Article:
WASHINGTON, D.C. — The House select committee investigating the Jan. 6 Capitol attack has not yet subpoenaed any sitting members of Congress, but it has left the door open to do so.

One of the lawmakers who could receive one is Rep. Jim Jordan, R-Ohio, the top Republican on the House Judiciary Committee.

What You Need To Know

  • Questions remain over how many times — and when — Ohio Rep. Jim Jordan spoke to President Trump on Jan. 6

  • In an interview with Spectrum News in July, Jordan went viral for appearing to struggle to answer when he and Trump spoke that day

  • The Jan. 6 Select Committee has not yet subpoenaed Jordan for information

  • Jordan told Spectrum News in a new interview that he may not cooperate if the committee reaches out

For months, Jordan has not definitively answered how many times — and when — he spoke with President Donald Trump on Jan. 6, when the U.S. Capitol was attacked by Trump supporters on the day Congress was scheduled to certify Joe Biden as the winner of the 2020 election.

Jordan is one of Trump’s closest allies on Capitol Hill and he was a leading voice in Congress challenging the certification.

In an interview with Spectrum News on July 28, Jordan appeared to struggle to answer how many times he interacted with Trump on Jan. 6. 

“On Jan. 6, did you speak with him before, during, or after the Capitol was attacked?” he was asked by Spectrum News.

“I spoke with him that day, after? I think after,” Jordan said. “I don't know if I spoke with him in the morning or not. I just don't know. I’d have to go back and — I don't know when those conversations happened.”

The interview went viral on Twitter and has been viewed more than 2.6 million times.

In late August, Jordan told Politico that he spoke with Trump “more than once” on Jan. 6, and was “sure” one of the calls happened while Jordan was evacuated to a safe room with other lawmakers, though he said he couldn’t recall specific times.

Then on Oct. 20, Jordan gave another answer when asked again during a House Rules Committee hearing.

“From my memory, I talked to him after the attack happened and we were moved to the chamber,” Jordan said. “I may have talked to him before. I don’t know. But all I’m saying is I had nothing to do with any of this.”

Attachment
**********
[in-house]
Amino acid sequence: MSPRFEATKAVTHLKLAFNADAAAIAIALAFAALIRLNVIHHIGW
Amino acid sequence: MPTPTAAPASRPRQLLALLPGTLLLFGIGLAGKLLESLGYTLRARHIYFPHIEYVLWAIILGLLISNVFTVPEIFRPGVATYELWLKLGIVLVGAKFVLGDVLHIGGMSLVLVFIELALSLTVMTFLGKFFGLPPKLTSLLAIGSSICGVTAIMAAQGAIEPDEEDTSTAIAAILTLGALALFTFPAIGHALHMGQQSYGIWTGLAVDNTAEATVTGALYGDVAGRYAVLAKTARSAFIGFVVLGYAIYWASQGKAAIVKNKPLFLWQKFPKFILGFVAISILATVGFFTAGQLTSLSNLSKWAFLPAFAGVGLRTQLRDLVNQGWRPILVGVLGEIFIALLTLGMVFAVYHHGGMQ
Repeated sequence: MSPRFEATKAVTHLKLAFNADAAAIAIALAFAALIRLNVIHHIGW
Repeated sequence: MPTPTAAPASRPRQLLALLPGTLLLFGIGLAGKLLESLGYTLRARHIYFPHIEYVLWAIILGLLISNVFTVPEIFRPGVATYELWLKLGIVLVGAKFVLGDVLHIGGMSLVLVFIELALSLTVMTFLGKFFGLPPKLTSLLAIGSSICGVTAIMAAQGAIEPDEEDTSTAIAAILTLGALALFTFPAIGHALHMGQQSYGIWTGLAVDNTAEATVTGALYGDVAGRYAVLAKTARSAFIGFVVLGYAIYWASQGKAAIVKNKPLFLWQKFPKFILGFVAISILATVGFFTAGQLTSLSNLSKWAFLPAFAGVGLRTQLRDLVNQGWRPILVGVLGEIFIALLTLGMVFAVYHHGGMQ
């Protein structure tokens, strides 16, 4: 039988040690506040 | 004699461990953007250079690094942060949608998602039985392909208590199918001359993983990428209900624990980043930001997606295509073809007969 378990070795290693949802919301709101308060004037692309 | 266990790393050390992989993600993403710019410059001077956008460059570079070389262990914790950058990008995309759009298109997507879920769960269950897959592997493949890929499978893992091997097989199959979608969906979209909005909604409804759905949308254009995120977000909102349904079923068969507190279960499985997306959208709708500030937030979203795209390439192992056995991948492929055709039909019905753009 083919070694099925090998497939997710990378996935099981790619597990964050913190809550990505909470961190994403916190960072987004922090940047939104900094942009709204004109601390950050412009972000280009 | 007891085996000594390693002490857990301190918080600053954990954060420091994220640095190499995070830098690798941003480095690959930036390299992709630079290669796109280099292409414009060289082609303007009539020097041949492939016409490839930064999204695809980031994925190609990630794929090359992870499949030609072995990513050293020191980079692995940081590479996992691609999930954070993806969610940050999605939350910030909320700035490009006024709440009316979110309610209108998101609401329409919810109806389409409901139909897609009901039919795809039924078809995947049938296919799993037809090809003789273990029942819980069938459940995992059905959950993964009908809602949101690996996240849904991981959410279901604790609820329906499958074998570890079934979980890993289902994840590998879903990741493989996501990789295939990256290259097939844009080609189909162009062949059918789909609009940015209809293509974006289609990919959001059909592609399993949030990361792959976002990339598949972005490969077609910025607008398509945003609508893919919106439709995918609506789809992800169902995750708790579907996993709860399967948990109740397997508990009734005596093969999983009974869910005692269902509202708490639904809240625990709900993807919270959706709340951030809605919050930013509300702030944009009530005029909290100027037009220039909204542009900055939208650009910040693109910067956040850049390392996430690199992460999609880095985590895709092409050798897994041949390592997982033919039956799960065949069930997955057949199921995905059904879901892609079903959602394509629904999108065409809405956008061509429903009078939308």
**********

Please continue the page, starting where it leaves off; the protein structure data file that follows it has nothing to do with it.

Jordan’s range of answers could lead the Jan. 6th Select Committee that’s investigating the Capitol attack to subpoena the Ohio Republican.

In an interview with Spectrum News on Nov. 18, Jordan said his office has not received any requests. He wouldn’t commit to cooperating if it does.

Jordan was asked, if the committee does reach out and request anything, would he be open to providing it.

“Depends what it is,” Jordan said. “I mean, I'm not going to answer hypothetical questions, but I just think this is a complete sham, what these guys are doing.”

In a separate part of the interview, Jordan was asked if he checked exactly how many times he spoke with Trump that day and when.

“Nope,” Jordan said.

He was asked if the committee asks him to provide that information, would he be open to sharing phone records.

“Same response I gave you before,” Jordan said. “This is a total political committee.”

The select committee has, so far, issued more than three dozen subpoenas, including to Jordan’s close friend and former White House Chief of Staff Mark Meadows.

Jordan seems unfazed by it all and is focusing on his rising political celebrity.

On Tuesday, he’s releasing a new memoir, which Spectrum News reviewed an advance copy of.

In his interview last week, Jordan said he is pledging to continue fighting the Democrats’ agenda.

“Everyone's saying do whatever you can to stop the crazy, out of control policies from the Biden administration,” Jordan said.